While we might not think of it as such, we are all “Project Managers” at some point in our lives. We all have things we wish to get done (the project!) that require the assistance or involvement of others (the manager part!), which in turn involves some sort of process and every process has its weak points, the places where breakdowns or failures are more likely than others. The simplest example is a relay race: Where is the most likely point for the baton to be dropped? It doesn’t take a genius to figure out “The Handoff!”
This is where an effective project manager puts on their pessimism cap and says:
- How to prevent or at least reduce the likelihood of a breakdown at this vulnerable point?
- How to find out about the breakdown asap? Realtime? You’d be surprised how often a critical issue gets overlooked and it isn’t until the end of the project that it comes out that someone forgot to complete some vital component: Your CEO driving the first car off the line of a new plant is no time to find out that the ignition assembly was intended for a different model and sparks out.
- How to plan to recover in an efficient and effective manner? A wise person has a rainy-day fund, good government has disaster recovery plans, and a smart military commander has mobile reserves.
Communication breakdowns are the number one cause of “dropped balls” and tend to occur most often where parts of the same project are owned by different people or different parts of the same organization. Positive Acknowledgement/Affirmative Closure along with Ongoing Heads Up and Updates are powerful communication techniques that help prevent dropped balls.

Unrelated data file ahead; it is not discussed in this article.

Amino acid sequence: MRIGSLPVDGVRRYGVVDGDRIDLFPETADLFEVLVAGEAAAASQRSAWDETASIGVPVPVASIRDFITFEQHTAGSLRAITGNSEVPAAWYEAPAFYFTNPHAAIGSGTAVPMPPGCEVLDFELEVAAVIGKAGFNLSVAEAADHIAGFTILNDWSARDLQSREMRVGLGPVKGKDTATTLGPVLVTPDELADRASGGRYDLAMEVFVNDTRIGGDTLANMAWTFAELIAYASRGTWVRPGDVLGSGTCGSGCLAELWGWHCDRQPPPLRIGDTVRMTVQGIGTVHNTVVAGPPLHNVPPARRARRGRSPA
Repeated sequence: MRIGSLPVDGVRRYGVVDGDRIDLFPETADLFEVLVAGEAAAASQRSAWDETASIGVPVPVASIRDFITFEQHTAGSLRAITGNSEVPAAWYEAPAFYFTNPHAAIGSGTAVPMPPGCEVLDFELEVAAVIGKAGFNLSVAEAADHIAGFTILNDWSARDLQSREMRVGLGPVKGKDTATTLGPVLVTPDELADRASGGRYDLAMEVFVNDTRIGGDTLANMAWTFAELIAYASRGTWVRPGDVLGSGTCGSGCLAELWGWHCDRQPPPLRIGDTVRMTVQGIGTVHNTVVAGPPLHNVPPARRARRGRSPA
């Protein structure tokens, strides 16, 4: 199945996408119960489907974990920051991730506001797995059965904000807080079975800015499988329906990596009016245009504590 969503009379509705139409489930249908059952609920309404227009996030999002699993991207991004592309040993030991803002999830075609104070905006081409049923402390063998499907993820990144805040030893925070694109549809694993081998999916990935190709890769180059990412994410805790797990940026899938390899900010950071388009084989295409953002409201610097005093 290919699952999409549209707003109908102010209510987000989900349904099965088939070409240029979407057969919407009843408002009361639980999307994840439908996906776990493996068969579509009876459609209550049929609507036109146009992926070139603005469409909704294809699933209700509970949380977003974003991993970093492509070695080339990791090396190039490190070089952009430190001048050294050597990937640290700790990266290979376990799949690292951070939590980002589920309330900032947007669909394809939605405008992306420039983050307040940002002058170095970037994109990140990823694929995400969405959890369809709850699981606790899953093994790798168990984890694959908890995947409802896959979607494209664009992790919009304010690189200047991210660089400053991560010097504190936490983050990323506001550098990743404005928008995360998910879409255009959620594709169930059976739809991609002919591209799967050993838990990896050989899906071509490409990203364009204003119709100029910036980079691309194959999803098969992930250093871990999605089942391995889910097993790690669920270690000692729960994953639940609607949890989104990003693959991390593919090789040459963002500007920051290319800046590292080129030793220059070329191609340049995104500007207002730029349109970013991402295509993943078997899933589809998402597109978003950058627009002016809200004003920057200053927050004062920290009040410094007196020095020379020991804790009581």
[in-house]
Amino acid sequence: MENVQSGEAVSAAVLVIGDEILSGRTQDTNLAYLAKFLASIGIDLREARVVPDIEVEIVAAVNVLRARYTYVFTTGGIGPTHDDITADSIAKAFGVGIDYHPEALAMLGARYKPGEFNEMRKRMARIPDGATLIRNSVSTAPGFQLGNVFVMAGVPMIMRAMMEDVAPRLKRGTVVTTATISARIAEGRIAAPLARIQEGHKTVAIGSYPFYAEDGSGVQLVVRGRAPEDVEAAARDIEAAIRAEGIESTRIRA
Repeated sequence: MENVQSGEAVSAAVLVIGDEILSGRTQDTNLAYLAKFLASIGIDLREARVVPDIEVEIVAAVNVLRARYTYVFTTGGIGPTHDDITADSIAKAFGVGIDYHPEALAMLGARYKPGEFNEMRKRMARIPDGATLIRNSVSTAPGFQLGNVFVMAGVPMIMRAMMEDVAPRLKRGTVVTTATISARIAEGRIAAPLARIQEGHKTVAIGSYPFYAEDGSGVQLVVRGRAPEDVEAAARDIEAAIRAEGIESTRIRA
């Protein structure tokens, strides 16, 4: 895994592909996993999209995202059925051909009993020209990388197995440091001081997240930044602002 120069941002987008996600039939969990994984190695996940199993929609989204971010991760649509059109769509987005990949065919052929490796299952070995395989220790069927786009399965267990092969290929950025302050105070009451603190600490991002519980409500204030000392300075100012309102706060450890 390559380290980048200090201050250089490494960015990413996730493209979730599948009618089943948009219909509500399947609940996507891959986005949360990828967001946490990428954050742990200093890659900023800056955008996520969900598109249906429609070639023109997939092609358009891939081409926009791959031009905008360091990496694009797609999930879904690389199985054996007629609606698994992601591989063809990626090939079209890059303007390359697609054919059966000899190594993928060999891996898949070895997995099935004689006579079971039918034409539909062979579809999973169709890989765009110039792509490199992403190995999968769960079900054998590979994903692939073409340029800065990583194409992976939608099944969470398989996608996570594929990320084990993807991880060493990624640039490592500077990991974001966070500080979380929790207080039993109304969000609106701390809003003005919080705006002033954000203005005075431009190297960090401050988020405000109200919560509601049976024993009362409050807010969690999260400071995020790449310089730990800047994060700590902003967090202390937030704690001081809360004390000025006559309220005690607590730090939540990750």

Positive Acknowledgement is replying with a clear/concise acknowledgement of responsibility. And unless it is a simple/single yes/no binary thing or a reply to a well-organized bullet point hand off, Positive Acknowledgement is more than an “I’ve got it”; it is precise articulation of what you are agreeing to accept responsibility for and includes a commitment to a completion date and, if a longer project, intermediate accountability checkpoints. All too often we “hear” what we expect to hear; we assume others have the same mental model, the same specs, in our head that we do. Wrong, Wrong, Wrong: (“The single biggest problem in communication is the illusion that it has taken place.” – George Bernard. Positive Acknowledgement attempts to sidestep this pitfall.)
Affirmative Closure: Letting all concerned know when you are done and also WHAT you’ve done; this will catch the occasional misunderstanding about the extent of your responsibility.
Ongoing Heads Up and Updates: if you are concise and clear in your communications, if your Subject Line/First Line serves as an effective Headline, it is hard to over communicate. A good headline is a good summary of the intended message.
“By failing to prepare, you are preparing to fail.” – Benjamin Franklin
“Expect the best, plan for the worst, and prepare to be surprised.” – Denis Waitley
“If everything seems to be going well, you obviously don’t know what’s going on.” – Edward Murphy
“Trying to manage a project without project management is like trying to play a football game without a game plan.” – K. Tate
As always, I share what I most want and need to learn. – Nathan S. Collier